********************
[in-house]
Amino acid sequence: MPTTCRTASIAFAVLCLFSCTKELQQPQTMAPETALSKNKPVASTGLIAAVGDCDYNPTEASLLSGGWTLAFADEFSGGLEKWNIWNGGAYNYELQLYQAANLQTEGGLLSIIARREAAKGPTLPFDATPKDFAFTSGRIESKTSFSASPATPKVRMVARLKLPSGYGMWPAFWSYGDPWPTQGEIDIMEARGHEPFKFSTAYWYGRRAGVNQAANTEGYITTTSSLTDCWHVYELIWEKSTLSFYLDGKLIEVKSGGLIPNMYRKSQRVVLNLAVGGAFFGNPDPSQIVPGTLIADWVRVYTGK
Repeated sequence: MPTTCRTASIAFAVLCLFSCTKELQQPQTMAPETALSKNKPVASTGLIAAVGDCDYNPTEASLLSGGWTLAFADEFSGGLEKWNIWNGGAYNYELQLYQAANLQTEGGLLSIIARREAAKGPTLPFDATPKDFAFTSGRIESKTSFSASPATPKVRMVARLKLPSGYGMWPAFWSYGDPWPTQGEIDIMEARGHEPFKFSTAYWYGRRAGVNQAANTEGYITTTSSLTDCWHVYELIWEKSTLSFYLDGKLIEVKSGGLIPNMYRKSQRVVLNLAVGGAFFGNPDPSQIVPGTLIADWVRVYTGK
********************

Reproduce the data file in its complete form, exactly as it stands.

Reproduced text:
[in-house]
Amino acid sequence: MPTTCRTASIAFAVLCLFSCTKELQQPQTMAPETALSKNKPVASTGLIAAVGDCDYNPTEASLLSGGWTLAFADEFSGGLEKWNIWNGGAYNYELQLYQAANLQTEGGLLSIIARREAAKGPTLPFDATPKDFAFTSGRIESKTSFSASPATPKVRMVARLKLPSGYGMWPAFWSYGDPWPTQGEIDIMEARGHEPFKFSTAYWYGRRAGVNQAANTEGYITTTSSLTDCWHVYELIWEKSTLSFYLDGKLIEVKSGGLIPNMYRKSQRVVLNLAVGGAFFGNPDPSQIVPGTLIADWVRVYTGK
Repeated sequence: MPTTCRTASIAFAVLCLFSCTKELQQPQTMAPETALSKNKPVASTGLIAAVGDCDYNPTEASLLSGGWTLAFADEFSGGLEKWNIWNGGAYNYELQLYQAANLQTEGGLLSIIARREAAKGPTLPFDATPKDFAFTSGRIESKTSFSASPATPKVRMVARLKLPSGYGMWPAFWSYGDPWPTQGEIDIMEARGHEPFKFSTAYWYGRRAGVNQAANTEGYITTTSSLTDCWHVYELIWEKSTLSFYLDGKLIEVKSGGLIPNMYRKSQRVVLNLAVGGAFFGNPDPSQIVPGTLIADWVRVYTGK